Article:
around for about fifteen minutes, and then exited with big smiles on their faces. The bat had been found under Tracy’s pillow and was dead. Ding, Dong – the bat was dead! We discovered that it had entered the house through the slats in the attic fan which was located in the hallway. After praising, “Batman “and “Robin” for their heroic efforts, I immediately shut and taped the attic fan slats. They remained closed until I sold the house and moved back to Salisbury after Tracy’s high school graduation. “Batman” Dusty still lives in southern Rowan County. Shortly after his “bat rescue mission” however, he traded his bat cave in for a nice family farmhouse. He and his sweet wife have since raised four beautiful
daughters and are currently proud grandparents of three precious little boys with another grandchild due in a few months. “Robin’s” whereabouts are unknown. Since the month of June honors fathers on a special day, I would like to personally send a loving shout-out to my nephew for being such a devoted and caring Christian father and grandfather. I read somewhere once that “any man can be a father, but it takes a special man to be a “dad”. I sincerely wish a Happy Father and/ or Dad’s Day to all Senior Savvy readers! ALSO – you just might want to keep your eyes open for any movement around any open slats. Since “batman” has retired, you may have some difficulty in locating super heroes to assist you.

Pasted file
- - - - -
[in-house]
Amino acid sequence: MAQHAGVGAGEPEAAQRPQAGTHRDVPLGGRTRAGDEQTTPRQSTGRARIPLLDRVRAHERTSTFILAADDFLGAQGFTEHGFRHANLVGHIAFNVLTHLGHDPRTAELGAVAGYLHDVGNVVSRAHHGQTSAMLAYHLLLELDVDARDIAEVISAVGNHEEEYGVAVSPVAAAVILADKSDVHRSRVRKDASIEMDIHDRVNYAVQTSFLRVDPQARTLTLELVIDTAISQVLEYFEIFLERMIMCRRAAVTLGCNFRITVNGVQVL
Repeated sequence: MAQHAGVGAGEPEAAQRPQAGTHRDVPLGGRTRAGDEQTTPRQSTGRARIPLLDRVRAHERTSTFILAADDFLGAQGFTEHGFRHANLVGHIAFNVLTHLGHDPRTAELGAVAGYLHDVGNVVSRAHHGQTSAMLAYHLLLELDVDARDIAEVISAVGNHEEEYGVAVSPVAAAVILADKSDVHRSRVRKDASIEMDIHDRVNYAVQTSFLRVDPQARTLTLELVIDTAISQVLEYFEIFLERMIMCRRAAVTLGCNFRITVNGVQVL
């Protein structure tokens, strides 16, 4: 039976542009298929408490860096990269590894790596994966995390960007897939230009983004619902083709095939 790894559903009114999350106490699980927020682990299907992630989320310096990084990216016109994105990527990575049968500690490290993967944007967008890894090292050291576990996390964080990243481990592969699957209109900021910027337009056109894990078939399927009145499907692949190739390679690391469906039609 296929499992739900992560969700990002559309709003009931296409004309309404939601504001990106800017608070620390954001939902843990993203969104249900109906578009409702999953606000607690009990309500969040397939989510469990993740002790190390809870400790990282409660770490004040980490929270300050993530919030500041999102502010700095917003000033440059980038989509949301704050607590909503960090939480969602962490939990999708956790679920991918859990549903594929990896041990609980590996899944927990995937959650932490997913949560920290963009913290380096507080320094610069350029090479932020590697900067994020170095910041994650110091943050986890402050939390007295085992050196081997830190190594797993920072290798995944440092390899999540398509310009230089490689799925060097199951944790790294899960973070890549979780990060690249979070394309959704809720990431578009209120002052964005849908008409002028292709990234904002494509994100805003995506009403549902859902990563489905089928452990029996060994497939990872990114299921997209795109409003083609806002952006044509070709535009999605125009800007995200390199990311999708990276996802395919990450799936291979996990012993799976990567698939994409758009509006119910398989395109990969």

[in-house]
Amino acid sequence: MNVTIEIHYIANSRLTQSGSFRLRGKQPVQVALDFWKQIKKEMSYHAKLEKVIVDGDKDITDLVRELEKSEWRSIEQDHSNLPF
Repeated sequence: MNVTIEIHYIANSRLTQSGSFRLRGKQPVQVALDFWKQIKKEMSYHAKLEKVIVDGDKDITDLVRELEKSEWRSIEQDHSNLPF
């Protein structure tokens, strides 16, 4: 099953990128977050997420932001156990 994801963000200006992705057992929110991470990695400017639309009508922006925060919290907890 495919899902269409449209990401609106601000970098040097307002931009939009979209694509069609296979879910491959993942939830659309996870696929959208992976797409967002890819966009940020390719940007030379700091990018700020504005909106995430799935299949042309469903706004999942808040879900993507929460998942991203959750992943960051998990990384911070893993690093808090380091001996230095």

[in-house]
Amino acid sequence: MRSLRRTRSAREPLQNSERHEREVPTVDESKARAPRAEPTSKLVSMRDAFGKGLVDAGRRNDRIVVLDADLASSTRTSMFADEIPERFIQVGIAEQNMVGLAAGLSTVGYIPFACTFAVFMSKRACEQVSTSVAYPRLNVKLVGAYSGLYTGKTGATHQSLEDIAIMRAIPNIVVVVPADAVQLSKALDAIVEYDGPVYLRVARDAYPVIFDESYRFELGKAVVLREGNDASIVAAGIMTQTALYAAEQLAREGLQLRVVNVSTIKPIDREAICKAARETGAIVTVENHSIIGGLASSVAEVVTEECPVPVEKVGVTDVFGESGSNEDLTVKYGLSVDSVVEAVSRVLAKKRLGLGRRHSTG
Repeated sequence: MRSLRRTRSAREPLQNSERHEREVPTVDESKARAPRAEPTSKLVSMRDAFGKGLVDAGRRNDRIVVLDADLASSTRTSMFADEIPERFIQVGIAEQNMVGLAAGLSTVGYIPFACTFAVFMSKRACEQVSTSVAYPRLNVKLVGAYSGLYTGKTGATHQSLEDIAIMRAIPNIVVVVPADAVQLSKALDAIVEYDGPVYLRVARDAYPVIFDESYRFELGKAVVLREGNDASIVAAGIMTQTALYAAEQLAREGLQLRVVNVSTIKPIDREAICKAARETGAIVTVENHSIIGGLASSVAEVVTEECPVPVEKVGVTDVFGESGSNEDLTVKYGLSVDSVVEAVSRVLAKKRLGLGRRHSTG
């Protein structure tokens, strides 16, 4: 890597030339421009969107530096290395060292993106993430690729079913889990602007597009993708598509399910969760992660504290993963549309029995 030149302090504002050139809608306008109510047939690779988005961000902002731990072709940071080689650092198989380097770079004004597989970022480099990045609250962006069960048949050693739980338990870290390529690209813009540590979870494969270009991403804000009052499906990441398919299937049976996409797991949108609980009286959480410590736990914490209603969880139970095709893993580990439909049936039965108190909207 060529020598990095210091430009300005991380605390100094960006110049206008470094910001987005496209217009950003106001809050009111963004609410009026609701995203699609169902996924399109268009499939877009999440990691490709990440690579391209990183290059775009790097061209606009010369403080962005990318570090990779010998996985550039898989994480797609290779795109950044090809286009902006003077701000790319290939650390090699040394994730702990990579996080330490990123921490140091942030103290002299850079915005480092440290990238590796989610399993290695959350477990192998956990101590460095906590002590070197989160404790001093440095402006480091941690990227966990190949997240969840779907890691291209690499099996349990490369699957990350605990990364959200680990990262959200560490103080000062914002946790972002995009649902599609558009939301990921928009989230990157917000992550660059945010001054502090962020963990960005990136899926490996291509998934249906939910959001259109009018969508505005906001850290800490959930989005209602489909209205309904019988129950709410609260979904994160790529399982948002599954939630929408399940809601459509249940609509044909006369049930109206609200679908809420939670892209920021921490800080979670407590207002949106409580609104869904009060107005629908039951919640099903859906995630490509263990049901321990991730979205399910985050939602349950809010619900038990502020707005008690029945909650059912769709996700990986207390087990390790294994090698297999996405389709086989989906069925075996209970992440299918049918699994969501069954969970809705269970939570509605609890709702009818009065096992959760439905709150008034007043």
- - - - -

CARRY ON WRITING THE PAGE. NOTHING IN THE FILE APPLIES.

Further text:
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Safe In The Summer Heat And Sun continued from page 1 sun as much as possible, wear hats and sunglasses, and use SPF 30 or higher sunscreen • Wear lightweight, light-colored, loose-fitting clothing • Avoid strenuous activity • Take cool showers, baths, or sponge baths FHIA also recommends that family members or friends check on seniors at least twice a day during a heat wave. Family and professional caregivers can make a special effort to help seniors get enough to drink, as the need for water and nonalcoholic and decaffeinated beverages rises with the temperature. This includes keeping a good variety of beverages on hand and encouraging frequent drinking of smaller quantities as opposed to less frequent drinking of larger quantities.